I think when I got around 50 years old, I think my saxophone set-- I'm 74 now. I think my saxophone set-- I don't think it's gonna give up. So why don't we make it easier for him to play what he hears in his head every time he plays. Somethin' happen around age 50 for me and the saxophone got a lot easier the play. And it's been so much more fun the last 24 years than those first years, where I felt like I was strugglin' to get my ideas out and so forth. I don't know what happened.

Maybe at that point my thinkin' and playin' became a little more holistic, where I wasn't afraid to think about stuff. And maybe I thought about stuff enough that it-- I'd incorporate it into my playing, which made playing easier, you know? I wasn't playin' by the seat of my pants. I wasn't just lettin' my fingers ramble. I was in control of what's goin' on, probably like a good writer. Startin' out writin' stuff, it didn't make much sense, continuity wasn't there. But they learned the language. And they learned to express themselves. And all of a sudden they got a novel goin' from start to finish. And it makes sense. Now I've got solos that make sense from the start to finish. Whereas I didn't have originally. But that just came in time.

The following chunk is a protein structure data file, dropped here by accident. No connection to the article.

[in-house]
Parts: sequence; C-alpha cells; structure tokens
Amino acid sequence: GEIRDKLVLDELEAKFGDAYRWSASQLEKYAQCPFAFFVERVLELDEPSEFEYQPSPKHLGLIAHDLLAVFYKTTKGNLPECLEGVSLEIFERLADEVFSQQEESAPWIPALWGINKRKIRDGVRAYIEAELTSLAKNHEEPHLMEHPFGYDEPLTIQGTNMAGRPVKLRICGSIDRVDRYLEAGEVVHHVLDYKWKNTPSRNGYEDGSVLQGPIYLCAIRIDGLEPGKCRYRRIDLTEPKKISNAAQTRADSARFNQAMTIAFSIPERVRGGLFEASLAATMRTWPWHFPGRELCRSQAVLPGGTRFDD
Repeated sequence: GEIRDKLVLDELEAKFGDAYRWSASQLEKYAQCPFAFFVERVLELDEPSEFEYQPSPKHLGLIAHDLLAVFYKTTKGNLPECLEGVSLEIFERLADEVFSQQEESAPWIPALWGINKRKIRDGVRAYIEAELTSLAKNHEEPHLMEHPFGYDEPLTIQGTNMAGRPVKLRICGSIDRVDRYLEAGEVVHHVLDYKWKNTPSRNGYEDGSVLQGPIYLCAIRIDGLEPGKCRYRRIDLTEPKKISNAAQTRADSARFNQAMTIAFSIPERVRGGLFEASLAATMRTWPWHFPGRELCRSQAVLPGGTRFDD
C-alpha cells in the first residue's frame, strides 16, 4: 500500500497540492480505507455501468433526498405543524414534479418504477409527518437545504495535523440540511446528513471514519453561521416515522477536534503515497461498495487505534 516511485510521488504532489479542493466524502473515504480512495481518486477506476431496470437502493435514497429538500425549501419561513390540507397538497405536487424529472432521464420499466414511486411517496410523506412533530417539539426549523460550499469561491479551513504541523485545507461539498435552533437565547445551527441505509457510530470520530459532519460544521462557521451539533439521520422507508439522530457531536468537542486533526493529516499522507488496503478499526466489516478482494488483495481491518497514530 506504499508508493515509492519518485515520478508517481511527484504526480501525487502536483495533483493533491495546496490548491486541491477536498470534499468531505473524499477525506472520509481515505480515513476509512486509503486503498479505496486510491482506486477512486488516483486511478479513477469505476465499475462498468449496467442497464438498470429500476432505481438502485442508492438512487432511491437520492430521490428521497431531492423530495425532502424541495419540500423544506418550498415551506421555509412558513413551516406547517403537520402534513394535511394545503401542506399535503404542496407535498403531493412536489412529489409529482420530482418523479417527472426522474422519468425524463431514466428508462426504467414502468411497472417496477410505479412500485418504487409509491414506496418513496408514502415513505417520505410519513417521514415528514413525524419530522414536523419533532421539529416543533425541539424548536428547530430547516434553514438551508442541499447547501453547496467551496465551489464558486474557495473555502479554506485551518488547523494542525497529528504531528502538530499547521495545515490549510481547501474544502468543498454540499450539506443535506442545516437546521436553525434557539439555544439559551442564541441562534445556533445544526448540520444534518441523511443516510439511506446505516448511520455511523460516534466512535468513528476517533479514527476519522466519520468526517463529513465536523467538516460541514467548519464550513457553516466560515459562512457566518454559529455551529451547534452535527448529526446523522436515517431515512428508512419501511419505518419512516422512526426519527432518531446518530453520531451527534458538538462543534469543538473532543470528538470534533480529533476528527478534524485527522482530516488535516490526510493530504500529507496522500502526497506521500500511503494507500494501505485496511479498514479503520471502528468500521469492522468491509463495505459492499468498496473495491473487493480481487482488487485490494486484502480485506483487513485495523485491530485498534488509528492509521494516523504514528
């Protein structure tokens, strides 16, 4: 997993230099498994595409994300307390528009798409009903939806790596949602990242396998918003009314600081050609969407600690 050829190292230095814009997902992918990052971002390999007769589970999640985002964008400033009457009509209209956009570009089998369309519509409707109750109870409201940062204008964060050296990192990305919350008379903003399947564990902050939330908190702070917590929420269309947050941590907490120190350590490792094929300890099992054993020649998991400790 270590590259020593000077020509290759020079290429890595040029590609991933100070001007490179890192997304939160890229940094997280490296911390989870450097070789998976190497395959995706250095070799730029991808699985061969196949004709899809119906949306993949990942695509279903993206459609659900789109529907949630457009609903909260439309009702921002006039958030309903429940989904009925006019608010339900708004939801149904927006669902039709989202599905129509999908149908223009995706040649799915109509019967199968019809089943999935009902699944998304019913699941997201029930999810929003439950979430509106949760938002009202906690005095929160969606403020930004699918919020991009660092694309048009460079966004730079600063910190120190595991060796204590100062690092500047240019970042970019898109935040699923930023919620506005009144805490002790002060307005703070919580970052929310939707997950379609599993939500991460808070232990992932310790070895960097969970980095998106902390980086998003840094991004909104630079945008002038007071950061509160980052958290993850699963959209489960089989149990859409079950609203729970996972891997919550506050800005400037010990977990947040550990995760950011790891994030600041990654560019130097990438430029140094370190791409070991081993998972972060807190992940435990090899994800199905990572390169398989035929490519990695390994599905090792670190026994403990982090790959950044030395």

JO REED: So at 74, you're still learning?

JAMEY AEBERSOLD: Oh yeah. I'm anxious to play. After all this talkin', I'm really anxious to play.

JO REED: What does it mean for you to be named an NEA Jazz Master? (LAUGH)

JAMEY AEBERSOLD: When the-- when-- Wayne fir-- I think it was Wayne, when he first called. I thought it was a mistake. I thought he was-- sellin' somethin'. And he realized that I thought he was sellin' somethin'. He said, "This is not a solicitation." So then I perked up and listened. It’s a big deal, 'cause all of a sudden my name is with all these people that I've admired and listened to for ages.

JO REED: Jamey, many congratulations.

JAMEY AEBERSOLD: Well, thank you.